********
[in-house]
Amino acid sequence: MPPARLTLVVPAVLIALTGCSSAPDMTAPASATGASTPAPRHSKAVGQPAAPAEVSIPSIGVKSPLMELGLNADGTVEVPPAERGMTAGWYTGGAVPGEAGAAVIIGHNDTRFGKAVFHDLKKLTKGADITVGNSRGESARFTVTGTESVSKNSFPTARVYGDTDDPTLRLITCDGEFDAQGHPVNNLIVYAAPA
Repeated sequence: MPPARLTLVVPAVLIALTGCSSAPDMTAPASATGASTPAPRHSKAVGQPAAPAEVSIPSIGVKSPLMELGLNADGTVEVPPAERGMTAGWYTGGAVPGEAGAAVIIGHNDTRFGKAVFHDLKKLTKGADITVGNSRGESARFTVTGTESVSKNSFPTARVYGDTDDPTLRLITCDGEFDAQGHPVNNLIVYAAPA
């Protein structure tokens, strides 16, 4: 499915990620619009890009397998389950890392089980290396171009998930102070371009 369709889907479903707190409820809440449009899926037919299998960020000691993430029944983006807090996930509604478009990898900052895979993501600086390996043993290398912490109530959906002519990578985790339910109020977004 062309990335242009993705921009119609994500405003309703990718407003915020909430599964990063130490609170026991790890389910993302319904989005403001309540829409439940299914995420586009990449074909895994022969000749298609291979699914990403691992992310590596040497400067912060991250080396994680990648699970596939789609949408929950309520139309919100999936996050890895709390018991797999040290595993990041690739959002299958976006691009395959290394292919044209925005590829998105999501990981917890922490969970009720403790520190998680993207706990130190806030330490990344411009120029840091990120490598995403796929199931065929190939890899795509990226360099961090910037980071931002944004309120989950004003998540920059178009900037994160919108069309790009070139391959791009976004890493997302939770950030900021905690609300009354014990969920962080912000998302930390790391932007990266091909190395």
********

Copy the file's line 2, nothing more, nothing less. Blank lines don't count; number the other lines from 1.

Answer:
Amino acid sequence: MPPARLTLVVPAVLIALTGCSSAPDMTAPASATGASTPAPRHSKAVGQPAAPAEVSIPSIGVKSPLMELGLNADGTVEVPPAERGMTAGWYTGGAVPGEAGAAVIIGHNDTRFGKAVFHDLKKLTKGADITVGNSRGESARFTVTGTESVSKNSFPTARVYGDTDDPTLRLITCDGEFDAQGHPVNNLIVYAAPA